Skip to content

    Acne Health Center

    Font Size
    A
    A
    A

    Selecting the Right Acne Treatment for You

    Treating Mild to Moderate Comedonal and Inflammatory Acne continued...

    "This type of treatment is focused on teenagers, who usually have a period of a year to four years when they’re breaking out because of changing hormone levels and increased oil production, and in some cases, genetics," says Amy Taub, MD, founder and medical director of Advanced Dermatology in Lincolnshire, IL. Taub is also an assistant clinical professor of dermatology at Northwestern University’s Feinberg School of Medicine.

    Each of the antibiotics has its own set of side effects -- doxycycline causes sun sensitivity, for example, and tetracycline can cause yellowing of teeth in children -- so dermatologists will work with their patients to help choose an antibiotic that works best for them.

    Mild to moderate comedonal acne can often be aggravated by external triggers, like hair gels and makeup. "Some of these makeups and gels are so occlusive that when the person stops using them, the acne goes away," Alexiades-Armenakas says.

    Treating ‘Hormonal’ Acne

    Many cases of inflammatory acne are "hormonal" in nature -- that is, they occur in teenage girls and women, and are aggravated by hormonal fluctuations like those that occur during the menstrual cycle. For these women, dermatologists often choose to prescribe either oral contraceptive pills or another medication called spironolactone.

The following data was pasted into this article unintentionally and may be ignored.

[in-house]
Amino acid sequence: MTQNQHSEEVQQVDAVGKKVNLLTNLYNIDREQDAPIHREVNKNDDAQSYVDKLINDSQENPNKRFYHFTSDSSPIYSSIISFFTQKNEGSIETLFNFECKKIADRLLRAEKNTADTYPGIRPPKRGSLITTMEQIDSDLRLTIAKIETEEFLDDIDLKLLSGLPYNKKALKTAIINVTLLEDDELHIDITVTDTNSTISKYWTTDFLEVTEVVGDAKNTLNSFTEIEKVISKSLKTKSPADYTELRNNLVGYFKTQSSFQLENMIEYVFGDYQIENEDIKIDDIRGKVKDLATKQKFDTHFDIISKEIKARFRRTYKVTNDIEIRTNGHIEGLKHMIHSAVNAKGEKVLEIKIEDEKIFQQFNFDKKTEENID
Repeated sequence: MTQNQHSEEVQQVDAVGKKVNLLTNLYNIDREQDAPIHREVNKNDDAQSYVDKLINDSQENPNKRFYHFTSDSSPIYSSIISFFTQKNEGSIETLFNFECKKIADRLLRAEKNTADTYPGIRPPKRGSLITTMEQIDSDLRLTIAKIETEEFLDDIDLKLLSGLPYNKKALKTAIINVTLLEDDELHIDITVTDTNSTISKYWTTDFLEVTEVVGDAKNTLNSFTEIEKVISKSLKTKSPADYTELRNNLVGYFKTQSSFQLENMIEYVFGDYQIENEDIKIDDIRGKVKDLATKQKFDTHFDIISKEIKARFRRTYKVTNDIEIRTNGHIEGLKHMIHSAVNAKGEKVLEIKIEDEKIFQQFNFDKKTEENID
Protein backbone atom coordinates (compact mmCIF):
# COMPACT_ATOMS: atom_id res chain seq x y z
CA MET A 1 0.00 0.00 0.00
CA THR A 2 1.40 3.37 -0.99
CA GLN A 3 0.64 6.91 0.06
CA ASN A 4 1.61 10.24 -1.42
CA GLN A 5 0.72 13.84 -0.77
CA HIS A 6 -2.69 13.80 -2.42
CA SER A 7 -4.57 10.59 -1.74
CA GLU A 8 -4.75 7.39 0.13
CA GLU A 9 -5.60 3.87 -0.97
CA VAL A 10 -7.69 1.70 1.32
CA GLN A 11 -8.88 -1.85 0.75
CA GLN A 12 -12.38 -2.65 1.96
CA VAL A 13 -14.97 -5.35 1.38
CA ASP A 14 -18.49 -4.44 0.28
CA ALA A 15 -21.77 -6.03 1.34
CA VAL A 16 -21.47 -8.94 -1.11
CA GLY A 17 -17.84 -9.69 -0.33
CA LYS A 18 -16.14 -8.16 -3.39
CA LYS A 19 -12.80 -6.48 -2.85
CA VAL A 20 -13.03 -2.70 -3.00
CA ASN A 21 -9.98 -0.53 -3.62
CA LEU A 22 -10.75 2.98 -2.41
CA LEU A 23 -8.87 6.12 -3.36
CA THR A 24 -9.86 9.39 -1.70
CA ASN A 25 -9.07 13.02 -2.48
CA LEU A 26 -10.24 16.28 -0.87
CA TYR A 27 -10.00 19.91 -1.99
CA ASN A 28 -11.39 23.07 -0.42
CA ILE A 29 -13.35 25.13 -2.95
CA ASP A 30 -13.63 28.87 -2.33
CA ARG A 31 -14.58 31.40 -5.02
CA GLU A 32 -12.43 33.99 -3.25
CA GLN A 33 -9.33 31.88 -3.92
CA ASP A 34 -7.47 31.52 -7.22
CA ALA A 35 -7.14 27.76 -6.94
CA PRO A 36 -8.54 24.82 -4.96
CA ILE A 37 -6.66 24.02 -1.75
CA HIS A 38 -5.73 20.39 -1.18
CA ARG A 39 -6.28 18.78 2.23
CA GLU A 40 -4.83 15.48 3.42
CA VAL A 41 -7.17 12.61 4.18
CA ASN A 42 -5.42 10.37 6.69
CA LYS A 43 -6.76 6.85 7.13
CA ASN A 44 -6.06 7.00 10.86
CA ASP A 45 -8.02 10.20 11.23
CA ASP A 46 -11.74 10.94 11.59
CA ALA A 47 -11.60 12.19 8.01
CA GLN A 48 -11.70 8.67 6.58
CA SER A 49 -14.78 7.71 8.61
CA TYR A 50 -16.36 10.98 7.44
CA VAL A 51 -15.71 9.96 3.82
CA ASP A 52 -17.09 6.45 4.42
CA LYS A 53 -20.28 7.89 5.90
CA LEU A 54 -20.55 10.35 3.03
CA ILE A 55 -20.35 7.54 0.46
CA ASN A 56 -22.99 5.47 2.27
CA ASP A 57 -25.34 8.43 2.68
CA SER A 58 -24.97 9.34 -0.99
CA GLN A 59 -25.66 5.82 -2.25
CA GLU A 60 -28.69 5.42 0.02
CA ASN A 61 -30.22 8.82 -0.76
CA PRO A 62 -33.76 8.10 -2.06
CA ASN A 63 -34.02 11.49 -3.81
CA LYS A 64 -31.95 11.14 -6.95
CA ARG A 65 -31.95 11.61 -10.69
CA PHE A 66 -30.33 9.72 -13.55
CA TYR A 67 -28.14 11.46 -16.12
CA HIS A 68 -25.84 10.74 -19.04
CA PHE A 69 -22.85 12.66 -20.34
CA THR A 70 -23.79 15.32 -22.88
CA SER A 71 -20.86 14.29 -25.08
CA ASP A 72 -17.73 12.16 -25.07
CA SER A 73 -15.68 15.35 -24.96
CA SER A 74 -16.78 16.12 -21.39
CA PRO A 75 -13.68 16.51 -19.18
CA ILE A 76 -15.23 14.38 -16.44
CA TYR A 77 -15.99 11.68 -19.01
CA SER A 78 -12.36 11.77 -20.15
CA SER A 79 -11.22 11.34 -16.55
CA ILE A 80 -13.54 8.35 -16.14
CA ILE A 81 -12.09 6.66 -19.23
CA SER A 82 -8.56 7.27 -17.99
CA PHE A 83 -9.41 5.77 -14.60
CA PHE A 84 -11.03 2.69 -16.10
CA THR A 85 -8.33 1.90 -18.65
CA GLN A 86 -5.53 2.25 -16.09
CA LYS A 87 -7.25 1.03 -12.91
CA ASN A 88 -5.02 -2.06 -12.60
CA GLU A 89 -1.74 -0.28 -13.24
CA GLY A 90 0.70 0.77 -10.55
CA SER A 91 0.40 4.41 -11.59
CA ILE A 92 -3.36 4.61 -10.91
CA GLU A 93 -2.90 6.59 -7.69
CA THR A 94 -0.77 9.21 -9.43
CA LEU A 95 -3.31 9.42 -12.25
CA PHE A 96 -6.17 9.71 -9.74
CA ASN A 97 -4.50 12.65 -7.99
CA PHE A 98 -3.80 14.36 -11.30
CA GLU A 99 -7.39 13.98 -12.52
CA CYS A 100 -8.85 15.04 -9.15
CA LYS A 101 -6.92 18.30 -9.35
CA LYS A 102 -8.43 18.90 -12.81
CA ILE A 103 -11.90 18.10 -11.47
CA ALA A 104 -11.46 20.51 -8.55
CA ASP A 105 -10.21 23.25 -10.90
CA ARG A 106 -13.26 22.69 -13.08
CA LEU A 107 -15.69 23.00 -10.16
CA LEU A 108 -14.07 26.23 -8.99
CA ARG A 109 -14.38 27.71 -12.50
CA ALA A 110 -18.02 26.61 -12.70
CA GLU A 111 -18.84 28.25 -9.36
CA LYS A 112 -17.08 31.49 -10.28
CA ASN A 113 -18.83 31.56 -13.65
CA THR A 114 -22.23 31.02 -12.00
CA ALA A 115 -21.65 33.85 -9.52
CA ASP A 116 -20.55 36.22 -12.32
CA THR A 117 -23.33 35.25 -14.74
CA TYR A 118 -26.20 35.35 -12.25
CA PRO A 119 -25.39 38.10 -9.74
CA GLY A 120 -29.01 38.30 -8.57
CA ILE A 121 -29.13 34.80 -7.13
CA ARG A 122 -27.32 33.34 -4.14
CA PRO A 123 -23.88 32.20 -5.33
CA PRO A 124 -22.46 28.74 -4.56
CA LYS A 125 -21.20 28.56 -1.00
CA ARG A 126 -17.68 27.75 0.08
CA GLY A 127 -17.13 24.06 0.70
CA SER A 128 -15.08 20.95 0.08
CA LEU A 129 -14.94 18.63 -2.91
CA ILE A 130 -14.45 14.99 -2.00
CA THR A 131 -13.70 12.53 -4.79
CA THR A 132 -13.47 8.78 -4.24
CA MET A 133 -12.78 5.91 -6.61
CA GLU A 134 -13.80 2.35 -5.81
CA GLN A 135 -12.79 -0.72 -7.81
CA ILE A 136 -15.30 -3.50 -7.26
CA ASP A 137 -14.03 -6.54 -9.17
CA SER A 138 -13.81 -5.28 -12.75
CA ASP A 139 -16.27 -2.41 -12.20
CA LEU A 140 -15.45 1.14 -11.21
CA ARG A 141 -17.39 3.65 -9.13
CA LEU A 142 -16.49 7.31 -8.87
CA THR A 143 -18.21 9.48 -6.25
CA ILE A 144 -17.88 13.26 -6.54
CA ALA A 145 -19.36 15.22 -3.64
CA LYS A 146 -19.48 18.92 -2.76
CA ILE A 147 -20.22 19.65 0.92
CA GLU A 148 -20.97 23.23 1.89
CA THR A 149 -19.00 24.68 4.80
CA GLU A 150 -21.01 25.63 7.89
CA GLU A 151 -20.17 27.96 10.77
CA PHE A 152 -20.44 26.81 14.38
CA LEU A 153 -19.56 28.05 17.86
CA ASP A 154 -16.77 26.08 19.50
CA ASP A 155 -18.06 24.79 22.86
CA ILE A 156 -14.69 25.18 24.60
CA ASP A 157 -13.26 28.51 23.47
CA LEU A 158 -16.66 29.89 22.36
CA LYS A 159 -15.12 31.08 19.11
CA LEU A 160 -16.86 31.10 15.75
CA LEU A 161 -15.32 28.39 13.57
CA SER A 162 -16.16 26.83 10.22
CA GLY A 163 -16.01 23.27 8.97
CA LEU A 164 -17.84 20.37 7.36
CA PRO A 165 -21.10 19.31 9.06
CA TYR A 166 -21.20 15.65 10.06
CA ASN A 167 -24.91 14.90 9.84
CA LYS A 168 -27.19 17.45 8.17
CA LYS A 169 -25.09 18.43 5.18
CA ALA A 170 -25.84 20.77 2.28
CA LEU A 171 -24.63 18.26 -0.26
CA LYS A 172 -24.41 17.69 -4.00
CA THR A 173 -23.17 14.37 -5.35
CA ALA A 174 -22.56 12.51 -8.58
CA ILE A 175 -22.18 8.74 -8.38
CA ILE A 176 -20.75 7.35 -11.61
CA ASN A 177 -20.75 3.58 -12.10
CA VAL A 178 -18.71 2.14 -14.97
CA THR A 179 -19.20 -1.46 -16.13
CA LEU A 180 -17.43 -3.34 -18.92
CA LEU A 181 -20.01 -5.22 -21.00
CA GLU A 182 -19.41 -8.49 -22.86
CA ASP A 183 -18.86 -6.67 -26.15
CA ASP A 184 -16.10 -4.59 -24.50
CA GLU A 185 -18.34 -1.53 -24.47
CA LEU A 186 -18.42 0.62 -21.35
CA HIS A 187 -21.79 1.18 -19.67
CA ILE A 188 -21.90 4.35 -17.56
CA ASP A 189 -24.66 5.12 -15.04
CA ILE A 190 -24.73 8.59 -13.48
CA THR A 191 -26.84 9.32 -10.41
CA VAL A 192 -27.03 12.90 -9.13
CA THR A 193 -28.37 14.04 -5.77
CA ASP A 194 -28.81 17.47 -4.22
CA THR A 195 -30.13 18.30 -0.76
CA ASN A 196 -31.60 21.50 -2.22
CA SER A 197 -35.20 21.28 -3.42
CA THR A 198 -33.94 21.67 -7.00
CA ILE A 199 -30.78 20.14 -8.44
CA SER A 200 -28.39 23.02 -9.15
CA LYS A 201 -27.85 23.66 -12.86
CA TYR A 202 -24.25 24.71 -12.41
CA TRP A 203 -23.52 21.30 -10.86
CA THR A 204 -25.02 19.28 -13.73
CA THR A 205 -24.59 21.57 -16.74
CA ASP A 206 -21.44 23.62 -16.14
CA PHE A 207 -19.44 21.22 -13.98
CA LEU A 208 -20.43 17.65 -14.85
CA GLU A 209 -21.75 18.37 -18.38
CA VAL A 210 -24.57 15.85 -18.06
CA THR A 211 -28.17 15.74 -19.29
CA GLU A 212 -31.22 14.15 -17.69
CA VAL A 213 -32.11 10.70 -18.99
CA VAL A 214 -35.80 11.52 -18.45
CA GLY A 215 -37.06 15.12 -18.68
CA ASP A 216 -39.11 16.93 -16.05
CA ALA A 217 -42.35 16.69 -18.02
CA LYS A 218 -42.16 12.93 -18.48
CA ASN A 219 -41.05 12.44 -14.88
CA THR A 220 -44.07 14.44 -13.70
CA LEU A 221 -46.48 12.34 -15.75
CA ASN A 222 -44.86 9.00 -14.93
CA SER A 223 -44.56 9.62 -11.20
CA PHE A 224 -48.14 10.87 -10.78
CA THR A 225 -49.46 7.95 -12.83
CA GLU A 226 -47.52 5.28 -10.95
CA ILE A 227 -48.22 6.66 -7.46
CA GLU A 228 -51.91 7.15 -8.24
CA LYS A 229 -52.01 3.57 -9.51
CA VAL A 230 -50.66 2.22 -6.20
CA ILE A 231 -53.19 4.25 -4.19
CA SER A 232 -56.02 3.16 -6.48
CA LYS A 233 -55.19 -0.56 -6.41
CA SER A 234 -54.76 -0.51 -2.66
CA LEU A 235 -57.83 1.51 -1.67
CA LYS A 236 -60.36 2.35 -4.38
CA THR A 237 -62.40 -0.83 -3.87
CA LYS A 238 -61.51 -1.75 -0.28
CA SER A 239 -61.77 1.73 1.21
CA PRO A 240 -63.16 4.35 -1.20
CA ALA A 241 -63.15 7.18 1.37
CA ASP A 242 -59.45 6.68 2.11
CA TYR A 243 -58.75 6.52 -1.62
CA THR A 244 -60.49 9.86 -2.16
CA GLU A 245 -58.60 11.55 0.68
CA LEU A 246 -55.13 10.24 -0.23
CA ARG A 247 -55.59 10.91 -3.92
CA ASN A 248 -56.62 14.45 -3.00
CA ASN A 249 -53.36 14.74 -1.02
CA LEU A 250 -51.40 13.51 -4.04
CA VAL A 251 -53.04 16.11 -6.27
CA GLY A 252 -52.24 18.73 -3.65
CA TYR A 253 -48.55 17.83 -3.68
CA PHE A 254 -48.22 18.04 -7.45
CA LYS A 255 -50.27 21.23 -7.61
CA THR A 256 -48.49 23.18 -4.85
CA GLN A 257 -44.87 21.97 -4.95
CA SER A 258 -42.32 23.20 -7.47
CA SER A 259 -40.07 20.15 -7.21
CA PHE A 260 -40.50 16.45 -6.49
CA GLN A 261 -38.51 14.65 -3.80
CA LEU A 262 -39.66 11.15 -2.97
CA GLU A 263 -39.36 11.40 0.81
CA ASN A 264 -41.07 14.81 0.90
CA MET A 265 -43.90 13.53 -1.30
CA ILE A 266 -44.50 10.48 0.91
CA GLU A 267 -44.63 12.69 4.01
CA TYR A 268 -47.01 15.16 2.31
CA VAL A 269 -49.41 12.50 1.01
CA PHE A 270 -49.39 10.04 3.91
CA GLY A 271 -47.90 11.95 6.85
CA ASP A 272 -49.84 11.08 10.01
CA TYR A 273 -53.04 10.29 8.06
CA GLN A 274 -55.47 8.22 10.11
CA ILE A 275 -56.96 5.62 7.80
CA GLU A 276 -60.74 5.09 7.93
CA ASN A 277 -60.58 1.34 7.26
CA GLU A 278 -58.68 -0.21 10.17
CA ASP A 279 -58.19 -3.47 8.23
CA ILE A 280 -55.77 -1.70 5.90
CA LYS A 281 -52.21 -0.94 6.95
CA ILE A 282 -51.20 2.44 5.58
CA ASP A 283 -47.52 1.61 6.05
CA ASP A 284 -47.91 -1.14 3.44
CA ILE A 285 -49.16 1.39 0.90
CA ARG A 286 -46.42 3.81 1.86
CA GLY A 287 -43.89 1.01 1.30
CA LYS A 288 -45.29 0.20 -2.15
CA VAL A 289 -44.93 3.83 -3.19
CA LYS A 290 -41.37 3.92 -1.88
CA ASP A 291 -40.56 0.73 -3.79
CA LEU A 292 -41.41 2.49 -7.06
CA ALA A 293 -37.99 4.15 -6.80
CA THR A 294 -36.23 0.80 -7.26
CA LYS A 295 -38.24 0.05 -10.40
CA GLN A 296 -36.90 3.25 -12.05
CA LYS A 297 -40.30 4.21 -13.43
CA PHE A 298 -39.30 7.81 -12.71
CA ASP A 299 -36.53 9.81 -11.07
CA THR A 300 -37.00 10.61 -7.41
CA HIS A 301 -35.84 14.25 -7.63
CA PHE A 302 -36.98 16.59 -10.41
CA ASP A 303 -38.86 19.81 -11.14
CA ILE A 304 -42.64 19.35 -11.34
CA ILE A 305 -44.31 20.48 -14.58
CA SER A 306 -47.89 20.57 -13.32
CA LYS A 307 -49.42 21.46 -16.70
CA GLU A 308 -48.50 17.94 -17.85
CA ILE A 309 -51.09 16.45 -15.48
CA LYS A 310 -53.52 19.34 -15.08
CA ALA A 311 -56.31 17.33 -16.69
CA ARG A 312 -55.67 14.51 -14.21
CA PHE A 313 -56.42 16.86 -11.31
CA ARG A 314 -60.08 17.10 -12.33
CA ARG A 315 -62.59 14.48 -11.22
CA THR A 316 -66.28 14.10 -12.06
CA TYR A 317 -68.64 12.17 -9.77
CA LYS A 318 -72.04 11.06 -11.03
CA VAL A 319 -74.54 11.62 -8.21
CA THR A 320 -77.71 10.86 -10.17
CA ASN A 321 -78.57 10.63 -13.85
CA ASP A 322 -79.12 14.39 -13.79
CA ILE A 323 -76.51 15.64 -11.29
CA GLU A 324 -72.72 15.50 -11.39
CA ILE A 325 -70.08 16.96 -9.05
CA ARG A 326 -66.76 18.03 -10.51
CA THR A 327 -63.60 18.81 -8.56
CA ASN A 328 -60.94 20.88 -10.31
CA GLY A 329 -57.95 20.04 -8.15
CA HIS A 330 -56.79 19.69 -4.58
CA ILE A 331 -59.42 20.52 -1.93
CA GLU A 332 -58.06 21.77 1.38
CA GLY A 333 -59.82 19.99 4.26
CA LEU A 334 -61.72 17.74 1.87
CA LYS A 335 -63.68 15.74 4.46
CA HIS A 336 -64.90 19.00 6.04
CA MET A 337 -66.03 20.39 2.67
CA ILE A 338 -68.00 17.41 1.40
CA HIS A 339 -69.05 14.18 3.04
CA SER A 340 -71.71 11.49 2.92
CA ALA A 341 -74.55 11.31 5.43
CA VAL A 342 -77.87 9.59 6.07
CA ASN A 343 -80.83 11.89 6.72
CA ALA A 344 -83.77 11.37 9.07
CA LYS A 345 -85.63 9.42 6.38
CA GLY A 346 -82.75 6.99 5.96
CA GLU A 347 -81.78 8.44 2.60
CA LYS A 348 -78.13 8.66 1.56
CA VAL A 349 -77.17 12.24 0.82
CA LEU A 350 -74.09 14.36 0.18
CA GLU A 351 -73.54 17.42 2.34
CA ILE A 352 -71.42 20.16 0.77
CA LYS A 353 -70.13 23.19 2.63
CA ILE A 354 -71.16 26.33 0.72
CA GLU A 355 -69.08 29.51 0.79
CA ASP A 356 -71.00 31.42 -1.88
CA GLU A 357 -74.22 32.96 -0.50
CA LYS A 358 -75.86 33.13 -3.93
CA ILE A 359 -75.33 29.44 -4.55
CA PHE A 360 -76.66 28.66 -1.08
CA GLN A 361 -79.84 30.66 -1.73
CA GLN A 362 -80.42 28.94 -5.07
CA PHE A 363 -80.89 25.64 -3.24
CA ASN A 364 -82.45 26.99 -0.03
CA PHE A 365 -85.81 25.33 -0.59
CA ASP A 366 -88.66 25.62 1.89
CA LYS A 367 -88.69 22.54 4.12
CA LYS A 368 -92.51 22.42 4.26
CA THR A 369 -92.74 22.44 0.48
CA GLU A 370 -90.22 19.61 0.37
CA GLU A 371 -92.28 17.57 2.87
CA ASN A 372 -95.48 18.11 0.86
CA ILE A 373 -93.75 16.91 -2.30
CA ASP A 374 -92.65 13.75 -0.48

There are now three oral contraceptives that are specifically approved by the FDA for the treatment of acne in women: Yaz, Estrostep, and Ortho Tri-Cyclen. Only pills that combine the female hormone estrogen with the synthetic version of the male hormone progesterone, progestin, can stabilize hormonal fluctuations in a way that can treat acne.

    Oral contraceptives are a very effective treatment for acne in many women, but you have to give them time to work, says Bethanee Schlosser, MD, assistant professor and director of the women’s skin health program in the department of dermatology at Northwestern University’s Feinberg School of Medicine. "I ask patients to give the pills at least three months of use before judging their impact. That’s when the studies found a notable difference between placebos and oral contraceptives. Many patients went on to get further benefit at about 6 months out. This is not an overnight process."

    Today on WebMD

    Girl with acne
    See if you know how to control your acne.
    happy woman with clear skin
    Triggers and treatments for blackheads, whiteheads, and cystic acne.
     
    Bride with acne
    Dos and don’ts for hiding breakouts.
    close-up of a young man soaping his face
    Why adults get acne and how to treat it.
     
    Doctors
    Article
    Boy cleaning acne face
    Quiz
     
    HPV Vaccine Future
    Video
    beauty cream
    Article
     
    Bride with acne
    Slideshow
    Woman applying mineral makeup
    Slideshow
     
    69x75_mineral_makeup.jpg
    Video
    Arrows pointing on teen girl blemish
    Quiz
     

    WebMD Special Sections